Previously, training robots took a long time, and researchers had to develop separate solutions for different tasks. With the powerful capabilities of RT-2, robots can analyze more information on their own and infer what to do next.

RT-2 is built on the foundation of the Vision-Language Model (VLM) and introduces a new concept: the Vision-Language-Action (VLA) model. It learns from network and robot data and transforms this knowledge into general instructions that robots can control. The model can even use prompts for reasoning, such as which drink is most suitable for a tired person (energy drink).

In fact, Google introduced the RT-1 version of the robot last year, which only required a single pre-training model. RT-1 could generate instructions from different sensory inputs, such as vision and text, to perform various tasks.

To build a good pre-training model, a large amount of data for self-supervised learning is needed. RT-2 is built on the foundation of RT-1 and uses the demonstration data from RT-1, which was collected by 13 robots in office and kitchen environments over a period of 17 months.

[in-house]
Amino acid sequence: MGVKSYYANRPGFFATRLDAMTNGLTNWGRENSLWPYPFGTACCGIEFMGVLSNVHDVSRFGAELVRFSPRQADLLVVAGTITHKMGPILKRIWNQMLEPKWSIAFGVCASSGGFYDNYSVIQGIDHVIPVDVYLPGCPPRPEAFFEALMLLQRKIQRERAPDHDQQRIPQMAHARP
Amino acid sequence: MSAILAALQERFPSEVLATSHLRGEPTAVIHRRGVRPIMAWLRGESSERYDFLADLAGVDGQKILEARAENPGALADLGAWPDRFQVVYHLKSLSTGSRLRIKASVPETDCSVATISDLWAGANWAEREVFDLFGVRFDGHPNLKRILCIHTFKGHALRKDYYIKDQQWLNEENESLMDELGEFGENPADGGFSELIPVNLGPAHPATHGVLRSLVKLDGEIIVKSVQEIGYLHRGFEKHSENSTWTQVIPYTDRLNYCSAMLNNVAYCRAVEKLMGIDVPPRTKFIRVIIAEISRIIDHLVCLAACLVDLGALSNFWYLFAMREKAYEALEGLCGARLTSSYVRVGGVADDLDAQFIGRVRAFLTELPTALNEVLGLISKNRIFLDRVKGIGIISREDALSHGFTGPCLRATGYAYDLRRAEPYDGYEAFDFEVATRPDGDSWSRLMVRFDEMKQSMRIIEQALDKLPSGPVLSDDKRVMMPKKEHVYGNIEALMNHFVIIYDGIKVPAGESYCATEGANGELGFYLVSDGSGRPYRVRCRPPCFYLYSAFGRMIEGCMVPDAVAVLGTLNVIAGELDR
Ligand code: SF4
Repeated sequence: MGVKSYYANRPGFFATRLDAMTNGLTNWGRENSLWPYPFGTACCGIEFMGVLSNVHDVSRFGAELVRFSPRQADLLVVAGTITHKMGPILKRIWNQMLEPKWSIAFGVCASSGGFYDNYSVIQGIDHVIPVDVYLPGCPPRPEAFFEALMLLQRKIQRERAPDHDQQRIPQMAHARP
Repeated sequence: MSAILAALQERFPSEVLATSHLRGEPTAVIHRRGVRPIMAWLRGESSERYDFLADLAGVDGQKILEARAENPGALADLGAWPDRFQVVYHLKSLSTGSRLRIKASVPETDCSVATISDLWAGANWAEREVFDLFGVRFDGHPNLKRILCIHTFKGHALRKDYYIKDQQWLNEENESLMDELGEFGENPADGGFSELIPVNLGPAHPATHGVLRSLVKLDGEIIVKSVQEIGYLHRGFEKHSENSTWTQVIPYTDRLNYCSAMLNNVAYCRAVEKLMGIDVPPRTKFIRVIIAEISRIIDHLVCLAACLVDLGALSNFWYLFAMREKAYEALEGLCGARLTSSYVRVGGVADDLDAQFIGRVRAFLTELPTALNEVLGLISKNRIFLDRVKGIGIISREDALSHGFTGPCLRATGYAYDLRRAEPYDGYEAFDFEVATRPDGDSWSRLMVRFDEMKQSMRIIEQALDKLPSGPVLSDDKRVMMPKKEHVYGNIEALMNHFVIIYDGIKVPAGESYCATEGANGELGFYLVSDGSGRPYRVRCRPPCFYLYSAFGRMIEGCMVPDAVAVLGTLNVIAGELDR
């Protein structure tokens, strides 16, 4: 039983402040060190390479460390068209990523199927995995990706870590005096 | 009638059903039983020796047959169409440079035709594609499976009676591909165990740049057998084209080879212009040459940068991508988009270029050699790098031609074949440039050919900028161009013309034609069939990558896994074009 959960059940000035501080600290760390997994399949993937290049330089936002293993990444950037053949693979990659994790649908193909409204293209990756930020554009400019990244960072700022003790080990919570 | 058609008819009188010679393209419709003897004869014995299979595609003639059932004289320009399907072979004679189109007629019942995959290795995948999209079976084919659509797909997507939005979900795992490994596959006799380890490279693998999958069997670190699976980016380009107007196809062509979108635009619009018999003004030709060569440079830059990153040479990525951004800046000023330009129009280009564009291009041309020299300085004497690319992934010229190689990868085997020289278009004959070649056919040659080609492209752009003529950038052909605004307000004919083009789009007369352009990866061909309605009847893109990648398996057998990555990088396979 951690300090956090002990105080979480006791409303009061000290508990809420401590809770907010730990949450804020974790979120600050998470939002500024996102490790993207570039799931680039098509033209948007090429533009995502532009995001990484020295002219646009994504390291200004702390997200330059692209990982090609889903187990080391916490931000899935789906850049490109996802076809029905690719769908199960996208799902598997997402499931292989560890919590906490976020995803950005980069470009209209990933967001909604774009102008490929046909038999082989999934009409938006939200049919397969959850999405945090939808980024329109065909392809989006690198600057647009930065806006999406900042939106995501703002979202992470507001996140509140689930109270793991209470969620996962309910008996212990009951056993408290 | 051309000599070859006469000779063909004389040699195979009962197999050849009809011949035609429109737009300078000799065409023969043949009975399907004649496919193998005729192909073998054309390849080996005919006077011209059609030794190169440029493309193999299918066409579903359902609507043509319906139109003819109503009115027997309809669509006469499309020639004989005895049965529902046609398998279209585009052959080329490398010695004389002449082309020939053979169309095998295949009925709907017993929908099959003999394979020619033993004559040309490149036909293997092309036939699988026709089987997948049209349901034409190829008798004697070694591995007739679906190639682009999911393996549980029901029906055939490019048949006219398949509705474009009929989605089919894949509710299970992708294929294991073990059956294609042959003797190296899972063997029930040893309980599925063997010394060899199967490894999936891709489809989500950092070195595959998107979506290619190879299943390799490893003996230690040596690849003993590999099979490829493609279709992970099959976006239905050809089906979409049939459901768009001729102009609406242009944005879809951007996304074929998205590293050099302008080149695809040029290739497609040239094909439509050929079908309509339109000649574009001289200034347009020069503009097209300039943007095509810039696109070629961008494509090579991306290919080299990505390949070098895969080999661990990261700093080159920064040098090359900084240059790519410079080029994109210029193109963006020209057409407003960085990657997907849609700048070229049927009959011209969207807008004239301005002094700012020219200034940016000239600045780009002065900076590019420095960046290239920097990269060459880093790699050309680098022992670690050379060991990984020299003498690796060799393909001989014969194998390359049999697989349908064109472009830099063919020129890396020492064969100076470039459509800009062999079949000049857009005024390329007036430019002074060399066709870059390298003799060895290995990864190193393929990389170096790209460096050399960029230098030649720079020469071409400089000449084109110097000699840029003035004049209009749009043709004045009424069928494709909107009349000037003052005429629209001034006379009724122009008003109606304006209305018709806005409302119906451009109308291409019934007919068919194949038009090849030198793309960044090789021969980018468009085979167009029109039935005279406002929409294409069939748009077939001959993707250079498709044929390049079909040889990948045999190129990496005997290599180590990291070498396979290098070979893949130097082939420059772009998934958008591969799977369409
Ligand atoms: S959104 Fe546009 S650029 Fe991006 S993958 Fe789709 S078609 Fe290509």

DeepMind has created the VLA model.

As mentioned earlier, RT-2 is built on the foundation of VLM, and the VLM models have already been trained on web-scale data and can be used to perform tasks such as visual question answering, image captioning, and object recognition. In addition, researchers have made adaptive adjustments to the previously proposed VLM models, PaLI-X (Pathways Language and Image model) and PaLM-E (Pathways Language model Embodied), which serve as the backbone of RT-2. These models’ visual-language-action versions are called RT-2-PaLI-X and RT-2-PaLM-E.

To enable the visual-language model to control the robot, the final step is action control. The researchers used a very simple method: they represented robot actions as another language, namely text tokens, and trained them together with web-scale visual-language datasets.

The encoding of robot actions is based on the discretization method proposed by Brohan et al. for the RT-1 model.

As shown in the figure below, the researchers represented robot actions as text strings, which can be sequences of token numbers representing robot actions, such as “1 128 91 241 5 101 127 217”.

The string starts with a flag indicating whether the robot should continue or terminate the current episode. Then, based on the instructions, the robot changes the position and rotation of the end effector and performs commands such as grasping objects.